By, Josue Cortes, MD FAAP
For parents, pediatricians, or anyone else who plays a part in caring for children and adolescents, end-of-the-school-year stress is a familiar subject. Whether your child is in elementary school, middle school, or high school, the months of April and May are filled with many activities that can cause anxiety for everyone involved, even when the activities are enjoyable.
As we all know, a certain level of stress is needed in order to function successfully in our everyday lives; however, if that stress reaches and crosses a certain point, then it works against us by interfering with our mental health, our productivity, and our overall happiness and well-being. This is well-depicted on the following graph.
HOW CAN YOU TELL NORMAL STRESS FROM ABNORMAL STRESS?
If your child mentions being anxious or stressed, yet he/she is able to perform everyday activities and is generally happy while doing them, then the child is likely to be on the positive side of the curve and has not reached an unhealthy point. However, if you start noticing that your son or daughter is unable to perform daily activities or presents signs of emotional distress such as crying, excessive irritability, inability to sleep, and lack of appetite, then it’s time to recognize that he/she has reached an unhealthy point and needs help in handling things in a better, healthier way.
WHAT NOT TO DO
In these instances, “tough love” may not be the answer. Telling your child to “snap out of it,” “grow up,” or any other expression of disapproval is not likely to help and could actually make things worse. Certainly no one enjoys being stressed-out or anxious, so remember that if your child could will himself to feel better, then he would already be doing it!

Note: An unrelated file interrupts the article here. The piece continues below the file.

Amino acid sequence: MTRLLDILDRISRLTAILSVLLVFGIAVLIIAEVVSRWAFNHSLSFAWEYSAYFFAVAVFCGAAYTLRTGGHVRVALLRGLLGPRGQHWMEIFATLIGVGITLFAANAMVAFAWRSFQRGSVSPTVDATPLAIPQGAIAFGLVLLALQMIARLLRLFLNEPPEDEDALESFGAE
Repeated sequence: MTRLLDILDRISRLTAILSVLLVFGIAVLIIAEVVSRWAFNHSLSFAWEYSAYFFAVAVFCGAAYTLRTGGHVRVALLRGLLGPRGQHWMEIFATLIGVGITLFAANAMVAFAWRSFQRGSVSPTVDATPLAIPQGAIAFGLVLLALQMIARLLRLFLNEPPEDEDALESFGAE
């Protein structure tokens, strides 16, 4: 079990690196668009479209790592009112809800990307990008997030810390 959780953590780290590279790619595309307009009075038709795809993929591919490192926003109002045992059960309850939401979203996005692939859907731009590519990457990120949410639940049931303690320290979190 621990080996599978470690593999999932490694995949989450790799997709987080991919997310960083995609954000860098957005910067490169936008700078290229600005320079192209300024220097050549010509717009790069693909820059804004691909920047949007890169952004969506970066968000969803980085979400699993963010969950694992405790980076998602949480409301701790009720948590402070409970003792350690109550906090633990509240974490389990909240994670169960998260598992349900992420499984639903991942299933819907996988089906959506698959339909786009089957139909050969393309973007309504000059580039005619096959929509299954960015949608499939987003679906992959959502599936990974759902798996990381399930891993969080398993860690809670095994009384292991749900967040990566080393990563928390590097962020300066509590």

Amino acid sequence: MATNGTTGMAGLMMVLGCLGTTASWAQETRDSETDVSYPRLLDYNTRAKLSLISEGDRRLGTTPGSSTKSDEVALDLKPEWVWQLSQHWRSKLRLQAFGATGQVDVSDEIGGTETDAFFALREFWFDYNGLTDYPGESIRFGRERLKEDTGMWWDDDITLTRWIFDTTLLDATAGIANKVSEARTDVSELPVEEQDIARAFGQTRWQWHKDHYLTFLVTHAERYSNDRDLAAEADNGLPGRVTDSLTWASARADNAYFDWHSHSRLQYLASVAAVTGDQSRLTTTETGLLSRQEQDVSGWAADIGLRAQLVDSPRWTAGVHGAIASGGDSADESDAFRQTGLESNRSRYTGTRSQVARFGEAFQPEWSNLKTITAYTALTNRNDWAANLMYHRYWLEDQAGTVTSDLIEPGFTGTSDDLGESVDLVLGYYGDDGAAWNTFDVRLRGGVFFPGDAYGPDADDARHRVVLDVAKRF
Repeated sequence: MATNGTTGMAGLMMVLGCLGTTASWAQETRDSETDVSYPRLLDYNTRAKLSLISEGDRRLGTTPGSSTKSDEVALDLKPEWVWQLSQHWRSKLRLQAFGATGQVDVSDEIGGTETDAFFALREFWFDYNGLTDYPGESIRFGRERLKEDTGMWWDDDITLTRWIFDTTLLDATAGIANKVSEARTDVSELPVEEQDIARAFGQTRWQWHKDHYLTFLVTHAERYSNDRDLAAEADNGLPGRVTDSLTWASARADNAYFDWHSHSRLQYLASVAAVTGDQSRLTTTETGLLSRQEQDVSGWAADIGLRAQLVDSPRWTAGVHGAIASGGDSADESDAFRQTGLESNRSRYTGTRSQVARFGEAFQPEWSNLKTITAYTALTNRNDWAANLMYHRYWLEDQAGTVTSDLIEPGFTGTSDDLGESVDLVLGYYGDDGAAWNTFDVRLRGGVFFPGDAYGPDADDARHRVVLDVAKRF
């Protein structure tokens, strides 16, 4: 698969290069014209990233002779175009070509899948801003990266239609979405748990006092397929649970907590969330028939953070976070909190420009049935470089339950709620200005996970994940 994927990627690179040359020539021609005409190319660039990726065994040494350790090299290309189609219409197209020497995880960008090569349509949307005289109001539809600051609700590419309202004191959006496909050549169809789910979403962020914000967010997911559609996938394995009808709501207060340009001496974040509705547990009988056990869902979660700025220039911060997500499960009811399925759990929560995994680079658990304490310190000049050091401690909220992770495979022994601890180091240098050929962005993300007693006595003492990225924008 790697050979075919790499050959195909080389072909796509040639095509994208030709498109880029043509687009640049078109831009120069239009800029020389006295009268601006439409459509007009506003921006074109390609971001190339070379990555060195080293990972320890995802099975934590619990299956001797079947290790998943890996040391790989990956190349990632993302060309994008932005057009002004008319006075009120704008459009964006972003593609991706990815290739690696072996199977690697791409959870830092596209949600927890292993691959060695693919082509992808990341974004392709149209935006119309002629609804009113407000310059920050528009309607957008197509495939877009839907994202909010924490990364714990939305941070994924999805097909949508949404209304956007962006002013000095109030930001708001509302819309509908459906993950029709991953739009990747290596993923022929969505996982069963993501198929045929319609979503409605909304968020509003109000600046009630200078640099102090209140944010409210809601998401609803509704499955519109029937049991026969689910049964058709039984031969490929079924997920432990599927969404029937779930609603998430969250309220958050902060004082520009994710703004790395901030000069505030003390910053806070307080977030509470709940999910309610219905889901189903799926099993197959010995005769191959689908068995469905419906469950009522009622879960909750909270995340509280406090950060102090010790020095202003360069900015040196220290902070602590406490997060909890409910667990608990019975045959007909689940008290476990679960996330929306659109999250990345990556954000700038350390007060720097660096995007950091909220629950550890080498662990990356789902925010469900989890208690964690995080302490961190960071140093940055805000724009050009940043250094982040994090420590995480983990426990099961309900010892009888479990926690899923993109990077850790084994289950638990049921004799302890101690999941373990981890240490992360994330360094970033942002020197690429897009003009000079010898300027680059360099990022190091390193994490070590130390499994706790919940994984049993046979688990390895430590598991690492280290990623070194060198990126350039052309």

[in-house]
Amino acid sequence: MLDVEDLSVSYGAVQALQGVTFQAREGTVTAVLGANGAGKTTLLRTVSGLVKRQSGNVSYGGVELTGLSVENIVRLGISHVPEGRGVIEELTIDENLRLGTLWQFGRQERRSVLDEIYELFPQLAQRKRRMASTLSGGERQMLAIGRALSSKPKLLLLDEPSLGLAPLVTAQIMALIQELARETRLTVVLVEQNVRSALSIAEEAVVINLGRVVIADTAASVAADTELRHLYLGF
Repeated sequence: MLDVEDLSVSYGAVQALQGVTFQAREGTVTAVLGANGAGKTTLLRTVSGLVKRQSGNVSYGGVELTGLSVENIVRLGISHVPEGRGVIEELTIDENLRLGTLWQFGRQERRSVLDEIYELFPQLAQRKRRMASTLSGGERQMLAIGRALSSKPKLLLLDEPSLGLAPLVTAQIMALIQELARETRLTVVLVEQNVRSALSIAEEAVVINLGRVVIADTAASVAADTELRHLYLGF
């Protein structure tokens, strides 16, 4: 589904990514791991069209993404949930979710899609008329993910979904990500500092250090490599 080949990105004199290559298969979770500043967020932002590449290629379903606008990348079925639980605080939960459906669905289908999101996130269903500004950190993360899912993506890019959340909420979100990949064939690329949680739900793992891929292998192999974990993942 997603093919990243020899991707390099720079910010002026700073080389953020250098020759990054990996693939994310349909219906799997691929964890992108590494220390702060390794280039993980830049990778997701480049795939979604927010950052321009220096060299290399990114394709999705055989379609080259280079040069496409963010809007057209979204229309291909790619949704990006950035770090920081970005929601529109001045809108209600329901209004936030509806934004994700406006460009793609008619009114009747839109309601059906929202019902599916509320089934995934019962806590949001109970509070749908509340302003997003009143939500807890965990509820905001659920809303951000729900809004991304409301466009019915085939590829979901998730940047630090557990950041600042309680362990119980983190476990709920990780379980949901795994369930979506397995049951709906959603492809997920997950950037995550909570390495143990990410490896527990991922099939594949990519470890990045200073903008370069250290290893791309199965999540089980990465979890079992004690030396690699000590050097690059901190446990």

THEN WHAT CAN YOU DO TO HELP?
- Talk to your child and ask specifically what is bothering her. It may be that the solution is as easy as helping her finish a projector giving reassurance about her abilities to perform in a specific situation.
- Talk to the teachers. Often times they know what the problem may be and can offer some practical advice. Many schools also have counselors who are trained and skilled in dealing with these issues.
- Children and adolescents get stressed easily when they feel pressured because “everything has to be done by a certain time.” Simplifying things by dividing jobs into smaller tasks and creating reasonable time tables in which to finish required assignments can make responsibilities easier to manage and decrease the child’s stress level.
- If none of this seems to work, then it may be time to get the pediatrician involved to discuss ideas he/she has about how to handle the situation. The pediatrician may also suggest visiting a counselor who can provide your child with techniques to face whatever may be going on. In more serious cases, psychiatry may also be recommended.
Life will always have stress.So, parents must be aware of signs of anxiety in their children, take steps to get them help when needed, and teach their children healthy ways of coping in stressful situations. When we help our kids learn to handle their current problems, we are also helping to shape the way they will deal with stress in the future, preparing them to be emotionally healthy adults who can successfully handle whatever comes their way.